El Ateneo theater-converted-to-a-bookstore in Buenos Aries
My interest in reading has ebbed and flowed in the past two decades. During my sophomore year of high school, I read over 100 books, and began to amass a personal library of over 1000 titles, most of which are now sold off. After high school, I began to feel the weight of knowledge in an unhealthy way, so I distanced myself from reading for several years. Later, while studying theology and education, I had to time to read little else than what was required.
After university, I joined the Albina Literary Society, a dedicated group of scholars who meet monthly in NE Portland to discuss literature of all sorts, and who graciously invited Bethany and me to join their rich discussions. It’s delighting to share a text with people I trust; reading in community always enhances my literary experience.
Reading while travelling has been rewarding as well. I’ve had quite a bit of time to read, more than I originally thought. In Argentina for instance, there was nothing better than waking up at 11:00 am (early for an Argentine) strolling down to the local cafe, ordering a coffee, a beer, and an ice bucket, and reading until 2:00 in the afternoon. I was in good company among the other cafe readers. Other times, books helped pass the time on long bus rides, plane trips, and ferries.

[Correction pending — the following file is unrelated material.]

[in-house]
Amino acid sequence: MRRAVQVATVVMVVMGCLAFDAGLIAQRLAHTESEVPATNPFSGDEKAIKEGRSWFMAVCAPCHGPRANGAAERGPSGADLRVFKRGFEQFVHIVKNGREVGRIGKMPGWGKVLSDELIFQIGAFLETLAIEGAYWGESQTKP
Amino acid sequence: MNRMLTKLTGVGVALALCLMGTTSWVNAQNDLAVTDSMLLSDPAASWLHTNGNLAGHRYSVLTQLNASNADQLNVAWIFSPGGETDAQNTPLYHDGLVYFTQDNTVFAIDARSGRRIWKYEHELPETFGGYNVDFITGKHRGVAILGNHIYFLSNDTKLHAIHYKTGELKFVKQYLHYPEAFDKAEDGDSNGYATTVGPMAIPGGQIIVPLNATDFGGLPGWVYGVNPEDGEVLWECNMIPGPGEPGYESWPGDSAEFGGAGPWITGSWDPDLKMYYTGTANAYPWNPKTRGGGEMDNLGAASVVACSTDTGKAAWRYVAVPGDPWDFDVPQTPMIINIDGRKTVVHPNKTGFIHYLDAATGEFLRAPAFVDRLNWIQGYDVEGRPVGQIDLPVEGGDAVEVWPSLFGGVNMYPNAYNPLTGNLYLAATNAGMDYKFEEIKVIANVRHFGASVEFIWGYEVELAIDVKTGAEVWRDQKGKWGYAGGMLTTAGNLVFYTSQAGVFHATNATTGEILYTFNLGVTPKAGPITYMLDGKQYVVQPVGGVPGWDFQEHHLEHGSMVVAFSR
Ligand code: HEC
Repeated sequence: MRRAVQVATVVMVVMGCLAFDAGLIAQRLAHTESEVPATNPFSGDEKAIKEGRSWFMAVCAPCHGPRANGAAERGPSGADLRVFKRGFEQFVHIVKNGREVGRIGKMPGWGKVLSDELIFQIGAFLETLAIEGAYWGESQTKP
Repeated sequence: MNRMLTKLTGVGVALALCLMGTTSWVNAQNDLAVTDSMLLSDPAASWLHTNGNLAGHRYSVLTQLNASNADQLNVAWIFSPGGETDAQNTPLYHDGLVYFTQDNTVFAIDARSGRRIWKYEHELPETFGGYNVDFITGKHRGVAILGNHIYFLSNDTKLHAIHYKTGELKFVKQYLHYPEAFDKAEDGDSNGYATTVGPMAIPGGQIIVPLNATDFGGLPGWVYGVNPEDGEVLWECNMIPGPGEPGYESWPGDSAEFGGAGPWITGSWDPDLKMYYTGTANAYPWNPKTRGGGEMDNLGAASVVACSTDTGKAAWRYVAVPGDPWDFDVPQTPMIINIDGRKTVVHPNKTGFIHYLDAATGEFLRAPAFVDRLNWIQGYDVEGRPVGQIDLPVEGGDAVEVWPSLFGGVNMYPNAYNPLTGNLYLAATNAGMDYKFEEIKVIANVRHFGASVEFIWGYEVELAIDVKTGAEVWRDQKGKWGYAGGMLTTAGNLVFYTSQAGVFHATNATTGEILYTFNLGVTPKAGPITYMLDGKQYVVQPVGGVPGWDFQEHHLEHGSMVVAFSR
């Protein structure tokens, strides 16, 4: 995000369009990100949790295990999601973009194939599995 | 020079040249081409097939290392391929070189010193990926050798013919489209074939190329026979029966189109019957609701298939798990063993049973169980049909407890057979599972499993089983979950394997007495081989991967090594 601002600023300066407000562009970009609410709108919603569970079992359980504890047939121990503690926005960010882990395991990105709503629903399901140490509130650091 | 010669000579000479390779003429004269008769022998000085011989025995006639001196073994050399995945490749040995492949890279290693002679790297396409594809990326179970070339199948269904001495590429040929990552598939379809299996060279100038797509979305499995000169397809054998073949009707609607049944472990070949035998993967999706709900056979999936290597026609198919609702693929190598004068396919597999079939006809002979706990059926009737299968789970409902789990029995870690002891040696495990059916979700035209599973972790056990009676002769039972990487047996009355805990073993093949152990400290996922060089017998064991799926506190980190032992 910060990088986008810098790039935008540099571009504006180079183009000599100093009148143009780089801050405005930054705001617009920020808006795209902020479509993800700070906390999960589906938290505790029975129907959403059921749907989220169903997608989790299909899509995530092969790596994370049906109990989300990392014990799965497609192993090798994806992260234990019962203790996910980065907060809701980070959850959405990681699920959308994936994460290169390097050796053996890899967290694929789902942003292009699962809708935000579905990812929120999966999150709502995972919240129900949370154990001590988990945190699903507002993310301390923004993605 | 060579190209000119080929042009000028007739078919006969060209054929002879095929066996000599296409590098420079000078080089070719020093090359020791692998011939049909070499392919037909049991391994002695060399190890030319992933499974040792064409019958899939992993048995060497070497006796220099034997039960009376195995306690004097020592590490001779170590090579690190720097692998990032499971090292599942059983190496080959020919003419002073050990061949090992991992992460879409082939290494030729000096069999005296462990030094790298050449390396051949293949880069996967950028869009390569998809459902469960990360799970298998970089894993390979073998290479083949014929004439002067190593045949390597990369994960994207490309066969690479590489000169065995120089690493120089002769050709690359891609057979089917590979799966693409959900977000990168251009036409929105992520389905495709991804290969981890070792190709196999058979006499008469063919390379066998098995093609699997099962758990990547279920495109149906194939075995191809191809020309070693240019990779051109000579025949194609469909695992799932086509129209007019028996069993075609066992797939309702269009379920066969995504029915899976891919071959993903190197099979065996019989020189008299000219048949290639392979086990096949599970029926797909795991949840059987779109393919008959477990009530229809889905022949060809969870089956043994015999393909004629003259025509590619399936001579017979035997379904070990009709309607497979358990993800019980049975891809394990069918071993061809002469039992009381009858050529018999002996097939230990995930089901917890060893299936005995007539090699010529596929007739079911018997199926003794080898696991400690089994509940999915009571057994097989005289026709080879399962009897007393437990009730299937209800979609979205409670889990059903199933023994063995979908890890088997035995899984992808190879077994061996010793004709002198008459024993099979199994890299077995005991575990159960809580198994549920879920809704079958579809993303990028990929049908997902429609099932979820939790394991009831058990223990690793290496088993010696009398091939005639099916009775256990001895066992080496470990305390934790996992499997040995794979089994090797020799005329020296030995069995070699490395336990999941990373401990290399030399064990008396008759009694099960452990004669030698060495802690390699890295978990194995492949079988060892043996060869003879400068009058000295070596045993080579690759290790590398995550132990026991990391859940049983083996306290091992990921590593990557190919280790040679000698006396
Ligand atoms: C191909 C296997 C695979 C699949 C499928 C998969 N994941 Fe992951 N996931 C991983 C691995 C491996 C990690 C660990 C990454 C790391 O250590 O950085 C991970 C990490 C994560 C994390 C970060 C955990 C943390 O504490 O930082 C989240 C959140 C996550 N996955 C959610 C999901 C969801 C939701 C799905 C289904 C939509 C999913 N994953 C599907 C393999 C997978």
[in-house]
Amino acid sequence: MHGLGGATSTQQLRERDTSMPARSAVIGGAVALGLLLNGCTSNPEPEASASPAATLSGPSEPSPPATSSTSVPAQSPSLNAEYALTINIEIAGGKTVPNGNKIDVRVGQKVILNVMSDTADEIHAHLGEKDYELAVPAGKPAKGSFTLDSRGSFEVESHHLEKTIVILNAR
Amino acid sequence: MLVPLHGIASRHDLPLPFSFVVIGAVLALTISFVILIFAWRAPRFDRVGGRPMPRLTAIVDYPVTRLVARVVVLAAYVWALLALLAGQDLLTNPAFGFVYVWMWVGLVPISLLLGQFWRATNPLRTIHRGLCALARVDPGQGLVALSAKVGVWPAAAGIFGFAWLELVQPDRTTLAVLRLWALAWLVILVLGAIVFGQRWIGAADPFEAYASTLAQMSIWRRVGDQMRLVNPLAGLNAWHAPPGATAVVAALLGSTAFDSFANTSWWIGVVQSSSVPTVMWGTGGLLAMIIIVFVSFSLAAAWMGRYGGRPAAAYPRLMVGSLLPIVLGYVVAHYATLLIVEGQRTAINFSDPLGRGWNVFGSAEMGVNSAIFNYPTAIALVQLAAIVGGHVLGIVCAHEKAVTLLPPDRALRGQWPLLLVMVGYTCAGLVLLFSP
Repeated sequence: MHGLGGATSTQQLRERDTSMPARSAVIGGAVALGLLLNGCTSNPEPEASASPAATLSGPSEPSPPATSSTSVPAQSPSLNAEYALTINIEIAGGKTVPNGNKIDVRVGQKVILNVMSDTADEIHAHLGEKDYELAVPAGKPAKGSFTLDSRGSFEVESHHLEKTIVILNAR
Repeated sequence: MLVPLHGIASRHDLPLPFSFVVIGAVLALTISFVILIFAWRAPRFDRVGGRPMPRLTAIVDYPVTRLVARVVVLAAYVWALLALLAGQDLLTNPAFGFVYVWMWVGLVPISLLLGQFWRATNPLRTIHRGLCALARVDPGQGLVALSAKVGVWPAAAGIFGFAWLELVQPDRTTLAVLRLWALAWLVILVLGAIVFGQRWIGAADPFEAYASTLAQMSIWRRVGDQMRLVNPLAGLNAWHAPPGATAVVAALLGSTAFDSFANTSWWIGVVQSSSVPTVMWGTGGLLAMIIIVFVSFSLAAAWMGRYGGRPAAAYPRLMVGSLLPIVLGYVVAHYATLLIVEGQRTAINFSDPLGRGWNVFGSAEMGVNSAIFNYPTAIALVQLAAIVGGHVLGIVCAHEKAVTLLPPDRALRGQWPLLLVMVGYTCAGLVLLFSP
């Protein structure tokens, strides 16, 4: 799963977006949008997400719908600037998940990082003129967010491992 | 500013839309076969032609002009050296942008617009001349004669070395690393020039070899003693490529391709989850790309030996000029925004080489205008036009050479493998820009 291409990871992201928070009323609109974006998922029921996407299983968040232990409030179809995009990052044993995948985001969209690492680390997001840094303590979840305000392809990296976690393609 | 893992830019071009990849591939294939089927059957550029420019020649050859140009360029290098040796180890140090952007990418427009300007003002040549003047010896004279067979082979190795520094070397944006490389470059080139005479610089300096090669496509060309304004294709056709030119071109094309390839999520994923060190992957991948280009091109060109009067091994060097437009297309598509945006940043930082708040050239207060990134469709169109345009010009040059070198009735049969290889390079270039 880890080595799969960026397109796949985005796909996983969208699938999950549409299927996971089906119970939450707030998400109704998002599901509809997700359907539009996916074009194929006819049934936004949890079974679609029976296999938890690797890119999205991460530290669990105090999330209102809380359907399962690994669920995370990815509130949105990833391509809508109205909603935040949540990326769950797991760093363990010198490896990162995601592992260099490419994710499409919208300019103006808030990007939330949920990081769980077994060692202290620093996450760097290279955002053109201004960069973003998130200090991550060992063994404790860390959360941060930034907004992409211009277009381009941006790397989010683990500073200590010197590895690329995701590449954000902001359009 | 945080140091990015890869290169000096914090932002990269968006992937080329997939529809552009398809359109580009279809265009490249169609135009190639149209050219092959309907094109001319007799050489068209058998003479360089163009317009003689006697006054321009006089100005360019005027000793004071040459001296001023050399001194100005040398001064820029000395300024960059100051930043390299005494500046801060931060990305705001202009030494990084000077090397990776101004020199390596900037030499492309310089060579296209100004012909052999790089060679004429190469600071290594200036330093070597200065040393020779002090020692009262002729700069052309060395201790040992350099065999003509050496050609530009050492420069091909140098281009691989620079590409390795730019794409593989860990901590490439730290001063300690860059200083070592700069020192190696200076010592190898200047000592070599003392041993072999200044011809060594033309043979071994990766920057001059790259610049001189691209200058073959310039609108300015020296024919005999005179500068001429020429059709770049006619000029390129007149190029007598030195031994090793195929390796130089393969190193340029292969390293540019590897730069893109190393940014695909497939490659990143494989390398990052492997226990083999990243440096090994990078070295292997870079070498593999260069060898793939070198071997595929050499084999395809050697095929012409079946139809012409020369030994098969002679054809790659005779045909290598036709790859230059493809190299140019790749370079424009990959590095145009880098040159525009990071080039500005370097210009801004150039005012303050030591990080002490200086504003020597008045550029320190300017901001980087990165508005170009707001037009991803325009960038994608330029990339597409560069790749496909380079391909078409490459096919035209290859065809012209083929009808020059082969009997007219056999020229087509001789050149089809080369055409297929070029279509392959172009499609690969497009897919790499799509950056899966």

Sometimes, I intentionally picked titles that were strongly connected to the place we were visiting. I reread Borges in Buenos Aries. I read “From Beirut to Jerusalem” in Lebanon. And I picked up a biography of Pol Pot in Cambodia.
Other times, I was at the mercy of whatever was available at the local book exchange. Sometimes, I was lucky, like with “The Catcher and the Rye.” Other times, not so much, as with “Prodigal Summer.”
Here, I’m going to share as briefly as possible about some of the books that I read, and what I thought of them in the context of my travels. Enjoy!
This post is dedicated to the Albina Literary Society, and to Professor Domani Pothen, who in one way or another impacted us all.
The Hunger Games Trilogy
by: Suzanne Collins
I promised several people I would read these books before watching the first movie. Sure enough, I started our trip by getting in touch with my inner teenager. Pure entertainment. I learned very little. But I DID learn more about what teenagers go through in school. As one commentator wrote, the books seem to be a metaphor for the brutal, competitive, real-life games young people feel forced to play every day in order to survive adolescence. I tend to agree. Either way, the books are brilliant. I may even have finished all three within 48 hours, start to finish. Recommended Continue Reading…